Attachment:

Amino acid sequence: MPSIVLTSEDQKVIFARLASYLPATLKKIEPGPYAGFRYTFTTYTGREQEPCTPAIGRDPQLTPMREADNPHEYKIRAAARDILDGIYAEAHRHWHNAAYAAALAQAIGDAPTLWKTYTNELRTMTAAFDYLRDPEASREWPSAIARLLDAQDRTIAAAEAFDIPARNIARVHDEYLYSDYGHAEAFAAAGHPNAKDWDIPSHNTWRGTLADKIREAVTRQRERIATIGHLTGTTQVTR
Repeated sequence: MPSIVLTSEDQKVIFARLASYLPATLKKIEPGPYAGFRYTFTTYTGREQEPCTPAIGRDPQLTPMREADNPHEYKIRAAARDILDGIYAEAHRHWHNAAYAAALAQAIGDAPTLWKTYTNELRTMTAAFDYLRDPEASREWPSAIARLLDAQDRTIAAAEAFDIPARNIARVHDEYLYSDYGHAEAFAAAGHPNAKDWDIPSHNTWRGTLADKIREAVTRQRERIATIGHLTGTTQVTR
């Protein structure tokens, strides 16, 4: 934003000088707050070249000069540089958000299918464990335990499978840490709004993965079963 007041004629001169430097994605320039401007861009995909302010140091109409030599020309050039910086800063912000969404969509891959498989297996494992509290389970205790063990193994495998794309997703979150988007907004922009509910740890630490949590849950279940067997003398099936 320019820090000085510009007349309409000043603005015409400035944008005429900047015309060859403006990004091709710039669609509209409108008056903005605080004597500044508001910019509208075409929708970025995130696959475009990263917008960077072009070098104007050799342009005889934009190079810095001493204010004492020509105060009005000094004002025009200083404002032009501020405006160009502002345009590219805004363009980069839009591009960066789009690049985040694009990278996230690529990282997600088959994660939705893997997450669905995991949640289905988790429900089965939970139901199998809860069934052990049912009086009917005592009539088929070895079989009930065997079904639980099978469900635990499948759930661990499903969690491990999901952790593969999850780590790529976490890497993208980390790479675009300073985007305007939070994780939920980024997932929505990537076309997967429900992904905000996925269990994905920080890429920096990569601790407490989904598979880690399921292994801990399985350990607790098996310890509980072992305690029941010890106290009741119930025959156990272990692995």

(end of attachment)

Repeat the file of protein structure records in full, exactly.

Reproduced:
Amino acid sequence: MPSIVLTSEDQKVIFARLASYLPATLKKIEPGPYAGFRYTFTTYTGREQEPCTPAIGRDPQLTPMREADNPHEYKIRAAARDILDGIYAEAHRHWHNAAYAAALAQAIGDAPTLWKTYTNELRTMTAAFDYLRDPEASREWPSAIARLLDAQDRTIAAAEAFDIPARNIARVHDEYLYSDYGHAEAFAAAGHPNAKDWDIPSHNTWRGTLADKIREAVTRQRERIATIGHLTGTTQVTR
Repeated sequence: MPSIVLTSEDQKVIFARLASYLPATLKKIEPGPYAGFRYTFTTYTGREQEPCTPAIGRDPQLTPMREADNPHEYKIRAAARDILDGIYAEAHRHWHNAAYAAALAQAIGDAPTLWKTYTNELRTMTAAFDYLRDPEASREWPSAIARLLDAQDRTIAAAEAFDIPARNIARVHDEYLYSDYGHAEAFAAAGHPNAKDWDIPSHNTWRGTLADKIREAVTRQRERIATIGHLTGTTQVTR
């Protein structure tokens, strides 16, 4: 934003000088707050070249000069540089958000299918464990335990499978840490709004993965079963 007041004629001169430097994605320039401007861009995909302010140091109409030599020309050039910086800063912000969404969509891959498989297996494992509290389970205790063990193994495998794309997703979150988007907004922009509910740890630490949590849950279940067997003398099936 320019820090000085510009007349309409000043603005015409400035944008005429900047015309060859403006990004091709710039669609509209409108008056903005605080004597500044508001910019509208075409929708970025995130696959475009990263917008960077072009070098104007050799342009005889934009190079810095001493204010004492020509105060009005000094004002025009200083404002032009501020405006160009502002345009590219805004363009980069839009591009960066789009690049985040694009990278996230690529990282997600088959994660939705893997997450669905995991949640289905988790429900089965939970139901199998809860069934052990049912009086009917005592009539088929070895079989009930065997079904639980099978469900635990499948759930661990499903969690491990999901952790593969999850780590790529976490890497993208980390790479675009300073985007305007939070994780939920980024997932929505990537076309997967429900992904905000996925269990994905920080890429920096990569601790407490989904598979880690399921292994801990399985350990607790098996310890509980072992305690029941010890106290009741119930025959156990272990692995």